Finally, how disruptive can the small innovative tech solutions be to the established logistics industry? Zatouroff can only ponder:
“Will we see more players join the disintermediation of big parcel companies by creating innovative web based companies, like Uber and Shutl, creating a market place style websites linking the provision of last mile solutions direct to the retailer?”
Operation Santa Claus: the results from 2014’s Unbelievable Challenge are in!
The Unbelievable Challenge is an open architectural design competition open to young architects and designers to find the best idea for a logistics centre for Santa Claus.
The competition was organized jointly by Ruukki Construction, the City of Oulu, Helsinki Design Week and the architecture and design office Snøhetta.
The competition sought unique, innovative ideas and solutions for a logistics centre for Santa Claus, who was the competition’s imaginary investor. It was his wish to find from among the competition entries a functioning centre to meet his growing logistics needs and increase the attraction of the area.
Evaluation criteria included energy efficiency, sustainable, values, usability, architectural values, suitability to the given surroundings and an ability to enhance the attractiveness of the area.
The competition attracted a total of 243 entries from 59 different countries (that’s almost as far-reaching as Procurious!)
And why is a new logistics solution so important? Well as per Morgan McKinley hypothesis “with today’s global population clocking in at 7.125 billion people, we can estimate that there are approximately 2.375 billion children currently at present receiving age. Given that the Christian population of the world works out at 32 per cent, that’s approximately 760,000,000 children.”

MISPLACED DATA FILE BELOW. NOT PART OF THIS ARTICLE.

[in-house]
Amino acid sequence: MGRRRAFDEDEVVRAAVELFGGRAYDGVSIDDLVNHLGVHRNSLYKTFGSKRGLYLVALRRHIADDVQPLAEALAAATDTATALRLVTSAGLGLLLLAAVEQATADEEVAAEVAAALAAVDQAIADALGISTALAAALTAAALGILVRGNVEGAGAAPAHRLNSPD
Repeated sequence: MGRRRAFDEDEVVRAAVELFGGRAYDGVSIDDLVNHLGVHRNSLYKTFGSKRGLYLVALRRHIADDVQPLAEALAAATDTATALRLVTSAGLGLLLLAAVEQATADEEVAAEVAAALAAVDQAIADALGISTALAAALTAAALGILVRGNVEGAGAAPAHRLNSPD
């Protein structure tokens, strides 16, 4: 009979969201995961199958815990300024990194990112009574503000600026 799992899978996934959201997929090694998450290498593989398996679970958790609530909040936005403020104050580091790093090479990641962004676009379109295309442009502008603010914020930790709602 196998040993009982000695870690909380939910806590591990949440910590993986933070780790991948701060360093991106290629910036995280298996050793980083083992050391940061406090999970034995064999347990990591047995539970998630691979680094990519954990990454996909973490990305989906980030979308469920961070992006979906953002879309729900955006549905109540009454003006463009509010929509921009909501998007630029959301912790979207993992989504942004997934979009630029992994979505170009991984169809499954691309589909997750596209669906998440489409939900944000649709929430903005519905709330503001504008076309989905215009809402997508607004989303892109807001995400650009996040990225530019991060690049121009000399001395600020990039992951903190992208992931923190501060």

The winning project was titled “Nothing is impossible”, from an idea by Alexandru Oprita, Romania and Laurentiu Constantin.
The judges’ commented: “It is feasible and innovative but not futuristic. It is also well thought through – from land use all the way to detailing.
The entry presents an idea of making the most visible façade and the front of the building a magical element that could both integrate the building into its surroundings, and highlight whatever aspects of the building or its functions are desired.”
They continued: “The idea could be realised without sacrificing any of the practical or economic aspects of the logistics centre. It provides understandable solutions for energy efficiency and attempts to introduce a lot of good thinking about how to utilise this within the building. It also has a good understanding of the local situation. The entry seeks to embrace and enhance the function of the building as a hub for new technology in addition to the logistics centre – it connects well with Oulu as a city.”
Here’s a couple of the runner-up entries:
Think you could do better? Put your thinking cap on, and keep an eye on unbelievablechallenge.com for a chance to enter next year.
Father Christmas is looking for logistic professionals who want to help out with Santa’s substantial delivery backlog.
Despite what fable tells us, Father Christmas/Santa/St. Nick is secretly a long-haul truck driver. The reindeer and sleigh are just a cover… sshh let’s keep this between us eh?
Now you can make like Santa and get in on the logistics game from the comfort of your own home with Euro Truck Simulator 2.
The wildly popular truck simulator has just been gifted a sizeable update in time for Christmas – the Polar Express 2014 event adds a selection of icy new truck designs to proceedings, unlockable through completion of a festive-themed challenge. The challenge? Ferrying the pallet of ‘Christmas Gifts’ across Europe (or more specifically, the distance between the game developer’s offices and The North Pole).
The robots are coming… and they’re bringing Christmas presents!
In its latest bid to boost productivity and expedite delivery, Internet retailer Amazon is deploying a robot army – yep, just in time for Christmas.